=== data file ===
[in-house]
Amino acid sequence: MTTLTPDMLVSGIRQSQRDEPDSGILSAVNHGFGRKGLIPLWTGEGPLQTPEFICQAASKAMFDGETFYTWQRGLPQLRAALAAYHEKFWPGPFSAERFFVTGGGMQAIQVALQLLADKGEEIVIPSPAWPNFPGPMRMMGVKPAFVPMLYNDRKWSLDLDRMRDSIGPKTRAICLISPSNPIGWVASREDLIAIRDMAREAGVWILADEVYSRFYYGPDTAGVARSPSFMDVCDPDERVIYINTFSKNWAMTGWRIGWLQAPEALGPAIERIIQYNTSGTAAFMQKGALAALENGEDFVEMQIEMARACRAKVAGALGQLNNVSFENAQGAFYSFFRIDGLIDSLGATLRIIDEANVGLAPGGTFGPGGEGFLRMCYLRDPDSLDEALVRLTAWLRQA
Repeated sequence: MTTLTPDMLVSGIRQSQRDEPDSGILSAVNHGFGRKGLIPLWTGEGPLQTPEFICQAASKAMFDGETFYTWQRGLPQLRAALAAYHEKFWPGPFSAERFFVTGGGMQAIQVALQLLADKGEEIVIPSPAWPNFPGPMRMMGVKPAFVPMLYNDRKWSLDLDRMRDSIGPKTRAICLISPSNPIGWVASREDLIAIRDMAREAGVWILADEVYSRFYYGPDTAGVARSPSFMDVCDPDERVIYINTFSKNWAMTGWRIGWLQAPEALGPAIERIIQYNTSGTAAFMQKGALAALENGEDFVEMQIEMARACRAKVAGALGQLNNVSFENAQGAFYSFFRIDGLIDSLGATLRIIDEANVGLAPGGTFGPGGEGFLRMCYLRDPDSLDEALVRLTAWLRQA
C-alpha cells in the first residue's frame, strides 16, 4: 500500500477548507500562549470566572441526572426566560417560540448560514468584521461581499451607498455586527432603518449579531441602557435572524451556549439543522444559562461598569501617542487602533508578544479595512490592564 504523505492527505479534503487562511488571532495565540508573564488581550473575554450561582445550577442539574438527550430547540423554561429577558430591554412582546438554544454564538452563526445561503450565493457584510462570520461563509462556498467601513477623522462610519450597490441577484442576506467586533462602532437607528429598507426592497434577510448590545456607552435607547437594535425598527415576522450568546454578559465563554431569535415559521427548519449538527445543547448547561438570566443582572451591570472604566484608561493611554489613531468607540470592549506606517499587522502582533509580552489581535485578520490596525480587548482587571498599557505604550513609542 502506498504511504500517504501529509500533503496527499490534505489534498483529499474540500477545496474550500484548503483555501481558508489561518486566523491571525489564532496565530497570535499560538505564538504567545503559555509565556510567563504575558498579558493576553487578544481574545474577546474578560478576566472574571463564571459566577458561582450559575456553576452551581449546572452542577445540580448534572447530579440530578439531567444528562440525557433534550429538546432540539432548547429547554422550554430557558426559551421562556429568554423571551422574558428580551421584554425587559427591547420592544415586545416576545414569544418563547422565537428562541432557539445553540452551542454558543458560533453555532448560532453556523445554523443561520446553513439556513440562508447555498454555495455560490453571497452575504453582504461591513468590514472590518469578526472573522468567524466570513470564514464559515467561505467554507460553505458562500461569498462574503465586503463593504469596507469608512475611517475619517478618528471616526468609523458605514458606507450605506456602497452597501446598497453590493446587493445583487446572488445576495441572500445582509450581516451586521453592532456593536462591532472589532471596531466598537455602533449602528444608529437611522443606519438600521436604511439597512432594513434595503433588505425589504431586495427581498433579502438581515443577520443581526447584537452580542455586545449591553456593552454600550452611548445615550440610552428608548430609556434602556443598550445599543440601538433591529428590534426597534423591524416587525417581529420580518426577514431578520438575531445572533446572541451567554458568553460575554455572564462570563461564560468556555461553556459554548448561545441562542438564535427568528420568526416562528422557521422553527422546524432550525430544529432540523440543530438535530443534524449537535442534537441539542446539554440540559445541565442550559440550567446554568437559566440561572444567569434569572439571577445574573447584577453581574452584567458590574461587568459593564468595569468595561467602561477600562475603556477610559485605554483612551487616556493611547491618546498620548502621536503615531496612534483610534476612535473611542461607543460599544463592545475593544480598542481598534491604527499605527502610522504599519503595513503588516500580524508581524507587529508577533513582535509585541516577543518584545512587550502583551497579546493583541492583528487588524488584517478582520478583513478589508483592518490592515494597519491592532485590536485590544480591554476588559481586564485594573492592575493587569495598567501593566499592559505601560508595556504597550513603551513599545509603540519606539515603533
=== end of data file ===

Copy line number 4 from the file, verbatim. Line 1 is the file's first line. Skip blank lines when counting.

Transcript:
C-alpha cells in the first residue's frame, strides 16, 4: 500500500477548507500562549470566572441526572426566560417560540448560514468584521461581499451607498455586527432603518449579531441602557435572524451556549439543522444559562461598569501617542487602533508578544479595512490592564 504523505492527505479534503487562511488571532495565540508573564488581550473575554450561582445550577442539574438527550430547540423554561429577558430591554412582546438554544454564538452563526445561503450565493457584510462570520461563509462556498467601513477623522462610519450597490441577484442576506467586533462602532437607528429598507426592497434577510448590545456607552435607547437594535425598527415576522450568546454578559465563554431569535415559521427548519449538527445543547448547561438570566443582572451591570472604566484608561493611554489613531468607540470592549506606517499587522502582533509580552489581535485578520490596525480587548482587571498599557505604550513609542 502506498504511504500517504501529509500533503496527499490534505489534498483529499474540500477545496474550500484548503483555501481558508489561518486566523491571525489564532496565530497570535499560538505564538504567545503559555509565556510567563504575558498579558493576553487578544481574545474577546474578560478576566472574571463564571459566577458561582450559575456553576452551581449546572452542577445540580448534572447530579440530578439531567444528562440525557433534550429538546432540539432548547429547554422550554430557558426559551421562556429568554423571551422574558428580551421584554425587559427591547420592544415586545416576545414569544418563547422565537428562541432557539445553540452551542454558543458560533453555532448560532453556523445554523443561520446553513439556513440562508447555498454555495455560490453571497452575504453582504461591513468590514472590518469578526472573522468567524466570513470564514464559515467561505467554507460553505458562500461569498462574503465586503463593504469596507469608512475611517475619517478618528471616526468609523458605514458606507450605506456602497452597501446598497453590493446587493445583487446572488445576495441572500445582509450581516451586521453592532456593536462591532472589532471596531466598537455602533449602528444608529437611522443606519438600521436604511439597512432594513434595503433588505425589504431586495427581498433579502438581515443577520443581526447584537452580542455586545449591553456593552454600550452611548445615550440610552428608548430609556434602556443598550445599543440601538433591529428590534426597534423591524416587525417581529420580518426577514431578520438575531445572533446572541451567554458568553460575554455572564462570563461564560468556555461553556459554548448561545441562542438564535427568528420568526416562528422557521422553527422546524432550525430544529432540523440543530438535530443534524449537535442534537441539542446539554440540559445541565442550559440550567446554568437559566440561572444567569434569572439571577445574573447584577453581574452584567458590574461587568459593564468595569468595561467602561477600562475603556477610559485605554483612551487616556493611547491618546498620548502621536503615531496612534483610534476612535473611542461607543460599544463592545475593544480598542481598534491604527499605527502610522504599519503595513503588516500580524508581524507587529508577533513582535509585541516577543518584545512587550502583551497579546493583541492583528487588524488584517478582520478583513478589508483592518490592515494597519491592532485590536485590544480591554476588559481586564485594573492592575493587569495598567501593566499592559505601560508595556504597550513603551513599545509603540519606539515603533